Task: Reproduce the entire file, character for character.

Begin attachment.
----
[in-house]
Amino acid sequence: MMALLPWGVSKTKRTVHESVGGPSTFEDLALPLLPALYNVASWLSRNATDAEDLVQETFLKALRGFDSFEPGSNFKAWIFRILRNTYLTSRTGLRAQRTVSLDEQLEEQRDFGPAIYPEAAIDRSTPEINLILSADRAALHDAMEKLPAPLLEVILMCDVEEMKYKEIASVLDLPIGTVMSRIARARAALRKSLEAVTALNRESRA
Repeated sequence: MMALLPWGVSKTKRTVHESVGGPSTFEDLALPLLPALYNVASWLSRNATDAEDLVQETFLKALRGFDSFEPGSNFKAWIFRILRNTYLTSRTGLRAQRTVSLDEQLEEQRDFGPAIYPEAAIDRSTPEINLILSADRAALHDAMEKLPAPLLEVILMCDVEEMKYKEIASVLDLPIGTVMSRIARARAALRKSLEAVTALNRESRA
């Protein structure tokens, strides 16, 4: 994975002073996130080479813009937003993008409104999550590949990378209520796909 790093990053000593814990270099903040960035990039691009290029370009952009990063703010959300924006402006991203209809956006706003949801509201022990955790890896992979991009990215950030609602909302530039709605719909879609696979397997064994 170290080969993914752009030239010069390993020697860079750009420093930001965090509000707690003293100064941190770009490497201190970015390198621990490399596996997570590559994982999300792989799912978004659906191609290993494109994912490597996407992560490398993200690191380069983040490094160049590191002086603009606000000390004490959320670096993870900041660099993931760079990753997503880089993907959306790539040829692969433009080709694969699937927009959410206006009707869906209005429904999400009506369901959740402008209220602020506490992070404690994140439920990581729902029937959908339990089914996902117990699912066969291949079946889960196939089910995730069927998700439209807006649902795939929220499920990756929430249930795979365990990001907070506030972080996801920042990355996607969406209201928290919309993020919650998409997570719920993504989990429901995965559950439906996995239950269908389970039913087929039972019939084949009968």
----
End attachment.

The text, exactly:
[in-house]
Amino acid sequence: MMALLPWGVSKTKRTVHESVGGPSTFEDLALPLLPALYNVASWLSRNATDAEDLVQETFLKALRGFDSFEPGSNFKAWIFRILRNTYLTSRTGLRAQRTVSLDEQLEEQRDFGPAIYPEAAIDRSTPEINLILSADRAALHDAMEKLPAPLLEVILMCDVEEMKYKEIASVLDLPIGTVMSRIARARAALRKSLEAVTALNRESRA
Repeated sequence: MMALLPWGVSKTKRTVHESVGGPSTFEDLALPLLPALYNVASWLSRNATDAEDLVQETFLKALRGFDSFEPGSNFKAWIFRILRNTYLTSRTGLRAQRTVSLDEQLEEQRDFGPAIYPEAAIDRSTPEINLILSADRAALHDAMEKLPAPLLEVILMCDVEEMKYKEIASVLDLPIGTVMSRIARARAALRKSLEAVTALNRESRA
């Protein structure tokens, strides 16, 4: 994975002073996130080479813009937003993008409104999550590949990378209520796909 790093990053000593814990270099903040960035990039691009290029370009952009990063703010959300924006402006991203209809956006706003949801509201022990955790890896992979991009990215950030609602909302530039709605719909879609696979397997064994 170290080969993914752009030239010069390993020697860079750009420093930001965090509000707690003293100064941190770009490497201190970015390198621990490399596996997570590559994982999300792989799912978004659906191609290993494109994912490597996407992560490398993200690191380069983040490094160049590191002086603009606000000390004490959320670096993870900041660099993931760079990753997503880089993907959306790539040829692969433009080709694969699937927009959410206006009707869906209005429904999400009506369901959740402008209220602020506490992070404690994140439920990581729902029937959908339990089914996902117990699912066969291949079946889960196939089910995730069927998700439209807006649902795939929220499920990756929430249930795979365990990001907070506030972080996801920042990355996607969406209201928290919309993020919650998409997570719920993504989990429901995965559950439906996995239950269908389970039913087929039972019939084949009968």